15.09.2023 von Aileen Sammler

From Drug Delivery to Cosmetics: A Deep Dive into Thermal Analysis of Electrospun Polymeric Nanofibers

Electrospun nanofibers are ultra-fine fibers produced using an electrospinning process. This process involves the use of an electric field to draw charged threads of polymer solutions or melts up to fiber diameters in the order of some hundred nanometers. The versatility of the electrospinning process allows for the production of nanofibers from a wide variety of polymers, and even ceramics or composites.

Polymeric nanofiber non-woven materials produced by electrospinning have extremely an high surface-to-mass (or volume) ratio and a porous structure with excellent pore-interconnectivity. These characteristics plus the functionalities and surface chemistry of the polymer itself impact the nanofibers with desirable properties for a range of advanced applications.

Some of the applications of electrospun nanofibers include drug delivery, controlled drug release, regenerative medicine, tissue engineering, biosensing, stent coating, implants, cosmetics, facial masks, and theranostics.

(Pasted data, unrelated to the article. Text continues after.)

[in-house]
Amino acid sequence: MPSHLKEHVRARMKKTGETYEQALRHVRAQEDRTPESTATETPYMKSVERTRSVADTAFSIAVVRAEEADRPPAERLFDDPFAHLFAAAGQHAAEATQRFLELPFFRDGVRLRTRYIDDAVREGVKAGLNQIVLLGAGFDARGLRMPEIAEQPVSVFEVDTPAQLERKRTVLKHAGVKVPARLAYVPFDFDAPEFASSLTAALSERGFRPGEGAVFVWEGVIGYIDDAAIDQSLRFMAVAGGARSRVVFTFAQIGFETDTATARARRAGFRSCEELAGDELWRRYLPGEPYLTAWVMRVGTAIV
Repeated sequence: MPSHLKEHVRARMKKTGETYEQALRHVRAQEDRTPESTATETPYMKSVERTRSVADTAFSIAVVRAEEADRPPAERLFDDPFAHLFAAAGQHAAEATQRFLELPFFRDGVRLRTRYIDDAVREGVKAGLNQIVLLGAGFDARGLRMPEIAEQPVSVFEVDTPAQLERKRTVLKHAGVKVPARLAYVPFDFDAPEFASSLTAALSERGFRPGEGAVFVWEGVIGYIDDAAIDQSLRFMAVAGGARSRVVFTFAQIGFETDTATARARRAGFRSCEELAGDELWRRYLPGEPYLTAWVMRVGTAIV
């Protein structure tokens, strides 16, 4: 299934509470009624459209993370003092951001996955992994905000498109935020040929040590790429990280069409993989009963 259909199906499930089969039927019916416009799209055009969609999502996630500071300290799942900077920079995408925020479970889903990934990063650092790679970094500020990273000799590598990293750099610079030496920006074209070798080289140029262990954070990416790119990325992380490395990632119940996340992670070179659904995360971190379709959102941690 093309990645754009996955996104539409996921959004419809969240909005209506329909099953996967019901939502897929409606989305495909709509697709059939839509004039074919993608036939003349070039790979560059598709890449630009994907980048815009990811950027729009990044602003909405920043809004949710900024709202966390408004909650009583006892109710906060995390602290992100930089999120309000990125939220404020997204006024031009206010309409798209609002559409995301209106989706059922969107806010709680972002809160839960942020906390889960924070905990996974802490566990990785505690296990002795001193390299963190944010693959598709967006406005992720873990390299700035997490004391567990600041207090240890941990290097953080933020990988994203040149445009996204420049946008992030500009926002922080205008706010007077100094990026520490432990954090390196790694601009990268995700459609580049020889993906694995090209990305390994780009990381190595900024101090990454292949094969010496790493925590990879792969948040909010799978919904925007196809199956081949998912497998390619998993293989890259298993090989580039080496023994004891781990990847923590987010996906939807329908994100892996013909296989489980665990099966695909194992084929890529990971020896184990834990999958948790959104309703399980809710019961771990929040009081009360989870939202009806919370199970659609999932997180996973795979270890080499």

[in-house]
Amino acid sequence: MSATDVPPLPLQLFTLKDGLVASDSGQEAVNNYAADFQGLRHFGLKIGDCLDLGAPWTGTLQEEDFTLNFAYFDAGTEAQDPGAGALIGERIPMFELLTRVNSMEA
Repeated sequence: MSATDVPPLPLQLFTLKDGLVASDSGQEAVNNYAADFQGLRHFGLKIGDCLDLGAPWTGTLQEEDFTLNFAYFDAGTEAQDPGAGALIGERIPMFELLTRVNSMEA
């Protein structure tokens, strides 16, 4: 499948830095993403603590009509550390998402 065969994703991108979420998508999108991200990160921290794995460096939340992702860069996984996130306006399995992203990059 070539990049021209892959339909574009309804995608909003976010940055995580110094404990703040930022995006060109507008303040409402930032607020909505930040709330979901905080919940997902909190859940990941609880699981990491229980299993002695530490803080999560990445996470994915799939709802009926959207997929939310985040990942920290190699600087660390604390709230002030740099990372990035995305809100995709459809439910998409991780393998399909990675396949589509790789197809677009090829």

Read this new research article focusing on investigating the impacts of annealing on the mechanical and thermal characteristics of oriented PAN (Polyacrylonitrile) nanofibers produced through the electrospinning of a PAN solution. The nanofiber mats were subjected to annealing temperatures ranging from 70°C to 350°C and characterized using a tensile test machine, thermogravimetry (a TGA 209 F1 Libra®  by NETZSCH Analyzing & Testing), differential scanning calorimetry (a DSC 214 Polyma by NETZSCH Analyzing & Testing), and scanning electron microscopy (SEM).

The study aimed to examine the tensile strength in the transverse and longitudinal directions, the Young’s modulus, and the glass transition temperatures of PAN nanofiber mats.

Differential scanning calorimetry (DSC) was conducted to investigate the glass transition temperature of PAN powder and nanofiber mats.

The TGA was used to gain information about mass changes due to degradation processes and volatile evaporation taking place in the PAN powder, the untreated nanofiber mat and the annealed nanofiber mats.

One of the co-authors is our long-term sales applications engineer, Hilary Smogor, from NETZSCH Instrumenty. Sp. z.o.o. Krakow, Poland.

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